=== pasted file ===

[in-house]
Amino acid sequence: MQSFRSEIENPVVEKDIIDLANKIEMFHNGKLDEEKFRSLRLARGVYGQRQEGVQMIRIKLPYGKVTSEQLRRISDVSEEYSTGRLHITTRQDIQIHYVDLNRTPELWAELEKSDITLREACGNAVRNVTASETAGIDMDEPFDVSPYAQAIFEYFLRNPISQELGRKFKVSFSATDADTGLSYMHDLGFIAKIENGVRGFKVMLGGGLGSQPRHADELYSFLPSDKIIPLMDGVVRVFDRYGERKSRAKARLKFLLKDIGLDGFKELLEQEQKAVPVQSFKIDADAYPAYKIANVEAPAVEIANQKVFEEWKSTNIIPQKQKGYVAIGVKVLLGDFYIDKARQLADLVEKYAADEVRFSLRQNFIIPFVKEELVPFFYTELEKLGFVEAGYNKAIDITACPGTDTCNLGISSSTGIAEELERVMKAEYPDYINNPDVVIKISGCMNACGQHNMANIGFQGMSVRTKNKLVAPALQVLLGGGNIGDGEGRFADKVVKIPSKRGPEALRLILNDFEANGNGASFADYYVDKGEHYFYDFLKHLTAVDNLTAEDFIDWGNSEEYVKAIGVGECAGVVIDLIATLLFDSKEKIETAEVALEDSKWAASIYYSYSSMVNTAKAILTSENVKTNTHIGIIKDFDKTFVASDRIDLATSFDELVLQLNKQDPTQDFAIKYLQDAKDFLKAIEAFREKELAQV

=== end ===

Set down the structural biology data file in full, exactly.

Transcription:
[in-house]
Amino acid sequence: MQSFRSEIENPVVEKDIIDLANKIEMFHNGKLDEEKFRSLRLARGVYGQRQEGVQMIRIKLPYGKVTSEQLRRISDVSEEYSTGRLHITTRQDIQIHYVDLNRTPELWAELEKSDITLREACGNAVRNVTASETAGIDMDEPFDVSPYAQAIFEYFLRNPISQELGRKFKVSFSATDADTGLSYMHDLGFIAKIENGVRGFKVMLGGGLGSQPRHADELYSFLPSDKIIPLMDGVVRVFDRYGERKSRAKARLKFLLKDIGLDGFKELLEQEQKAVPVQSFKIDADAYPAYKIANVEAPAVEIANQKVFEEWKSTNIIPQKQKGYVAIGVKVLLGDFYIDKARQLADLVEKYAADEVRFSLRQNFIIPFVKEELVPFFYTELEKLGFVEAGYNKAIDITACPGTDTCNLGISSSTGIAEELERVMKAEYPDYINNPDVVIKISGCMNACGQHNMANIGFQGMSVRTKNKLVAPALQVLLGGGNIGDGEGRFADKVVKIPSKRGPEALRLILNDFEANGNGASFADYYVDKGEHYFYDFLKHLTAVDNLTAEDFIDWGNSEEYVKAIGVGECAGVVIDLIATLLFDSKEKIETAEVALEDSKWAASIYYSYSSMVNTAKAILTSENVKTNTHIGIIKDFDKTFVASDRIDLATSFDELVLQLNKQDPTQDFAIKYLQDAKDFLKAIEAFREKELAQV